The IUCN considers sperm whales to be vulnerable to extinction, but after a 2008 assessment, experts are unsure if the sperm whale population is increasing, decreasing or stable. Scientists roughly estimate that there were about 1.1 million individuals in 1700 and the population dropped by about 67% to 360,000 individuals by the 1990s, due to whaling. Large-scale, commercial whaling ceased in about 1980 but it’s not clear whether sperm whale populations have since increased, or are still decreasing. Japan is currently the only country still hunting sperm whales, according to ZSL.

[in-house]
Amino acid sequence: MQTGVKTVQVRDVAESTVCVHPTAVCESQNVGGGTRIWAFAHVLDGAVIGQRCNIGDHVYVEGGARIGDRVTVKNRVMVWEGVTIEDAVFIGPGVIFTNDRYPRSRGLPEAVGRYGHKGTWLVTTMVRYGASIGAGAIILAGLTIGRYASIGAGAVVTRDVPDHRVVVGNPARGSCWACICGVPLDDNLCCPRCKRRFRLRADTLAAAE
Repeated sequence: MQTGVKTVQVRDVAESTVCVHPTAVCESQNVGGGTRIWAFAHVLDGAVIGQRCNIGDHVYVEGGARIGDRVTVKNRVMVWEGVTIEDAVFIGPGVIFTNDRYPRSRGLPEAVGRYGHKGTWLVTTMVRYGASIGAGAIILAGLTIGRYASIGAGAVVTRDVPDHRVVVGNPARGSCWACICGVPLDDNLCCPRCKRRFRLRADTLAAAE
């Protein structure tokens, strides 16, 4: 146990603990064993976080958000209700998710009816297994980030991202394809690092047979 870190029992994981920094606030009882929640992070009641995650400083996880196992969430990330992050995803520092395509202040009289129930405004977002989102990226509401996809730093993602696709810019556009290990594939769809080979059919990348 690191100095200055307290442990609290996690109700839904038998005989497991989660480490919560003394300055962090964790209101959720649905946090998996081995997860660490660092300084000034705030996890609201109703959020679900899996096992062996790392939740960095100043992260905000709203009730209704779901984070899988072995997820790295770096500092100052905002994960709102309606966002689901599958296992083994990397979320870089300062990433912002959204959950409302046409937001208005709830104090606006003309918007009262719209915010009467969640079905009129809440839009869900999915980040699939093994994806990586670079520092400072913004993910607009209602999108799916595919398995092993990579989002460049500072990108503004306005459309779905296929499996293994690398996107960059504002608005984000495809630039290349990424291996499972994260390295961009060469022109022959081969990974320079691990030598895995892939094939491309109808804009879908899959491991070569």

Sperm whales face other human-caused threats, such as entanglement in fishing gear, being struck by ships and pollution, according to the IUCN. The whales are included on the U.S. Endangered Species List and protected under the Marine Mammal Protection Act, according to NOAA.